After the West Texas Fires

Posted by:
Susan Rooke
May 16, 2017

San Pedro River Review published this poem in the Fall 2012 issue.  It was subsequently nominated for a Pushcart Prize:
After the West Texas Fires

One year later, char still creeps
across the bluffs and gullies
like the fingers of a dark frost.
The highway here and there is fringed
with green from last week’s rain.

The trees, though, are mostly dead
for good, those still upright eroding
to sharp black trunks as their limbs
weather away.  This land is stark,
a stoic witness to the ancient seas

that swelled and drained.  To
volcanoes that burst their glowing
seams and slipped their hot, slow
tongues into every crevice, every gorge.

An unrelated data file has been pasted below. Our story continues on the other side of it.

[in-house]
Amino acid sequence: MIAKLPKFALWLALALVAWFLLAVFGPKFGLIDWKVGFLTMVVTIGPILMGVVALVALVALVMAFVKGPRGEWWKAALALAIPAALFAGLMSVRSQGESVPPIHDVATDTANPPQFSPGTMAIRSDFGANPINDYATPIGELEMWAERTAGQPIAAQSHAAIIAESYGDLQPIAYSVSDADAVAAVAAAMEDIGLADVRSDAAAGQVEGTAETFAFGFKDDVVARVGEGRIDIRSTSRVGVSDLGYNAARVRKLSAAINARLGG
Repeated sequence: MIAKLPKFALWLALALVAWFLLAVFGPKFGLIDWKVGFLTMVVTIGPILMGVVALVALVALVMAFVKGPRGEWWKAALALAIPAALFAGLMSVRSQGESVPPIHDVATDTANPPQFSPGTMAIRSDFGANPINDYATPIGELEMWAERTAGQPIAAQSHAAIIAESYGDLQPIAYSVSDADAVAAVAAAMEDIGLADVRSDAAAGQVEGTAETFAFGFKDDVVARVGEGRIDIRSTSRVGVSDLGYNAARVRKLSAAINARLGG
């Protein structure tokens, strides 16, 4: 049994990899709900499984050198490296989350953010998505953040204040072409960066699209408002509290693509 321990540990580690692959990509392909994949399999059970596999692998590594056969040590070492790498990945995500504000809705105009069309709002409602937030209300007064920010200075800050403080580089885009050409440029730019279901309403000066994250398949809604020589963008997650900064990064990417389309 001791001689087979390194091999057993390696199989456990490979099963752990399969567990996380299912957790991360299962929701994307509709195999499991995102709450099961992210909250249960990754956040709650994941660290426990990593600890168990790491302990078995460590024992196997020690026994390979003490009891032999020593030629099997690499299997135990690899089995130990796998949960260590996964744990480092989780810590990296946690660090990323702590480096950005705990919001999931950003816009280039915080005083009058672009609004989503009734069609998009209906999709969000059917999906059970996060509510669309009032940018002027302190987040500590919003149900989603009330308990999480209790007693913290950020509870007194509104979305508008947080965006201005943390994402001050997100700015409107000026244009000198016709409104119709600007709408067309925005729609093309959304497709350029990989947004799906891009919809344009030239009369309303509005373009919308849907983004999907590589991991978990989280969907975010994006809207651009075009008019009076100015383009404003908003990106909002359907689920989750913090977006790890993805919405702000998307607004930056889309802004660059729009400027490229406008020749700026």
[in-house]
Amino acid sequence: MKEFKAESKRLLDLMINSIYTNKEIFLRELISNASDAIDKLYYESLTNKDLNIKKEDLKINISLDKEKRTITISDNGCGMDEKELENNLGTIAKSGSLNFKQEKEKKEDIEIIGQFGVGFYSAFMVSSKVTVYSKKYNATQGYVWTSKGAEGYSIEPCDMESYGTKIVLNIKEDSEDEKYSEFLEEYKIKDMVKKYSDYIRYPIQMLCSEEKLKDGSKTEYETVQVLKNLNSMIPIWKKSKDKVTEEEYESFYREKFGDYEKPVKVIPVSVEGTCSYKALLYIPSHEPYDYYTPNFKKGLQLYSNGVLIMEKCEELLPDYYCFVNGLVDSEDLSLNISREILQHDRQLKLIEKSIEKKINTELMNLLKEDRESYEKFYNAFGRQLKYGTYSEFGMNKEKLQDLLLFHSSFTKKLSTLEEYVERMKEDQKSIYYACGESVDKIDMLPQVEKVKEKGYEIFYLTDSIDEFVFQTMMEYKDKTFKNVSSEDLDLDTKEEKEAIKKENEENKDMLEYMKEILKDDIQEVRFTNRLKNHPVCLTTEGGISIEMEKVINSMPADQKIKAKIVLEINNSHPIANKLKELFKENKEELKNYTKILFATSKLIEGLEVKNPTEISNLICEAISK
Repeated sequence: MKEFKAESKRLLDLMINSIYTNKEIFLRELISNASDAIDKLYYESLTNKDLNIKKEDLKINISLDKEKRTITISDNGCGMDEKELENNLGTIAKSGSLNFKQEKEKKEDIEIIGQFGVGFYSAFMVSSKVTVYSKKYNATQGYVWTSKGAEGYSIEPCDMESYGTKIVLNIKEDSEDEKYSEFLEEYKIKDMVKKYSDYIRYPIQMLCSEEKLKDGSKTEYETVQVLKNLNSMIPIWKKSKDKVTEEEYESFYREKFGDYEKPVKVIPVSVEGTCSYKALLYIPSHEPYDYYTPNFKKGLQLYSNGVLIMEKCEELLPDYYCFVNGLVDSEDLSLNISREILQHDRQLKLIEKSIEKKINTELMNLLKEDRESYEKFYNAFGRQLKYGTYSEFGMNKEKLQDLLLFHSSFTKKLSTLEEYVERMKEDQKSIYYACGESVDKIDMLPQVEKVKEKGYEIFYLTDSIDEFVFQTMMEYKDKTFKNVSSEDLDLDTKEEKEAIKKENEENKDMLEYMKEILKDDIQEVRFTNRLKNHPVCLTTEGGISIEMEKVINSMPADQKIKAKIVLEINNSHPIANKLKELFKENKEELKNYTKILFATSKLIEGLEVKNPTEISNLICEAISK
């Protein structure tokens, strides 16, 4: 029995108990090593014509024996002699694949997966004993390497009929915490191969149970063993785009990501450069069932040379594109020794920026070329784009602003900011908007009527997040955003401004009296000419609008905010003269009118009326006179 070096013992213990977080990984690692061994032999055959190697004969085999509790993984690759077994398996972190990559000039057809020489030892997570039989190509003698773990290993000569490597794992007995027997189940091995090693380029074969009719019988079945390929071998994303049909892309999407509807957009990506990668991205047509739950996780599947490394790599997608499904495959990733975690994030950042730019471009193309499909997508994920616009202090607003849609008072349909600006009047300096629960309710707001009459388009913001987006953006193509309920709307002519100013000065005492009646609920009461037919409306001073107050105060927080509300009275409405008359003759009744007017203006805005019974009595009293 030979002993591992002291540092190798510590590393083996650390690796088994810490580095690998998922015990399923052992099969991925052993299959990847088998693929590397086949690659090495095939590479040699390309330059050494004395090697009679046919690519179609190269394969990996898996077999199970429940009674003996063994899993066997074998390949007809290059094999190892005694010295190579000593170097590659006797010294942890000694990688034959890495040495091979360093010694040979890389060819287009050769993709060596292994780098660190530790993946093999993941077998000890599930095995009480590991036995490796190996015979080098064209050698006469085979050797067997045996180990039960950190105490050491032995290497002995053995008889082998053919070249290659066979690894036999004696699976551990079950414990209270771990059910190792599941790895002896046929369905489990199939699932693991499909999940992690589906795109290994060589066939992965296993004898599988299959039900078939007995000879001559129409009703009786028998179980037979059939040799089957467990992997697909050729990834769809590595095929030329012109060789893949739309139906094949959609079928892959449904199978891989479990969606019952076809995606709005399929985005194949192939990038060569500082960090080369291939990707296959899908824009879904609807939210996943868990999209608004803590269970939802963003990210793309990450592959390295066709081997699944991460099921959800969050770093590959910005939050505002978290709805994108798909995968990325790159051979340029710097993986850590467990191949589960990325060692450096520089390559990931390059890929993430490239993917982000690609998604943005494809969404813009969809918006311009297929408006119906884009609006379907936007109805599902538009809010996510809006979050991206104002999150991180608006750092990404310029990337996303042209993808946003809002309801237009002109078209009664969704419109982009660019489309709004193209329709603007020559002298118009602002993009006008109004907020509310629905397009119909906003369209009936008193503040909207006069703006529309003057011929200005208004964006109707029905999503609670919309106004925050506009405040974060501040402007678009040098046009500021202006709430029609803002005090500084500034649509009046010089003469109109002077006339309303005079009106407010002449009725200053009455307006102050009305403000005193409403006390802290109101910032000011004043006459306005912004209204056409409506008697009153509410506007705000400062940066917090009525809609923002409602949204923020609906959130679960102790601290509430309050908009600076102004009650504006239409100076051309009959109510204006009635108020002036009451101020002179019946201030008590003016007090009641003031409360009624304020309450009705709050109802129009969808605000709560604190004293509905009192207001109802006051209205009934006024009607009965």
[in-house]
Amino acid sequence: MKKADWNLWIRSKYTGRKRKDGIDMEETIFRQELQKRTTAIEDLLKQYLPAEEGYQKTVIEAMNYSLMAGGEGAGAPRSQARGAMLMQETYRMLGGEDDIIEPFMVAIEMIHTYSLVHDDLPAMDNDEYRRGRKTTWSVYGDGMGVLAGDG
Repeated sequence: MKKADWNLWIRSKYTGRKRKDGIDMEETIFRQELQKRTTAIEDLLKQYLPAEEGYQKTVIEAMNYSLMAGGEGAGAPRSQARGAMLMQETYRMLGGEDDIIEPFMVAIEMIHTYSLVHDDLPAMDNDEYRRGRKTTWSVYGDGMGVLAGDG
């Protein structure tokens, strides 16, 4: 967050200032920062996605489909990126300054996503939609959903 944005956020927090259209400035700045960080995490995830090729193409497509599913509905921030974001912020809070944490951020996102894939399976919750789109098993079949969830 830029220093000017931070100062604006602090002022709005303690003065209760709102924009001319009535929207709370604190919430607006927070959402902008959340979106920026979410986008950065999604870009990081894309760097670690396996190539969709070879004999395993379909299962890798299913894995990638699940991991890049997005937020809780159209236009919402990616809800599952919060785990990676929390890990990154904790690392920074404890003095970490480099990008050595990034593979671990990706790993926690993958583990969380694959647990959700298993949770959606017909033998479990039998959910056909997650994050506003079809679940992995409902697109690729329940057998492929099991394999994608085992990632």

Of those prehistoric trials, little

evidence remains.  Fused
coprolitic clumps of iron, bivalve
fossils on the highest, driest cliffs.
Today, driving through this aftermath
of fire, with these crumbling silhouettes

of death spiking the horizon, I ponder
the Cretaceous, the Paleogene,
and wonder how this time will be
known.  Trial by fire brands the heart;
the burned earth a hair shirt scraping

raw.  This may be the Martyr’s Age,
when each hill has become another
timbered frame for the ageless, constant
sky to stretch its smooth blue back upon,
lie quiet as it is hammered down.

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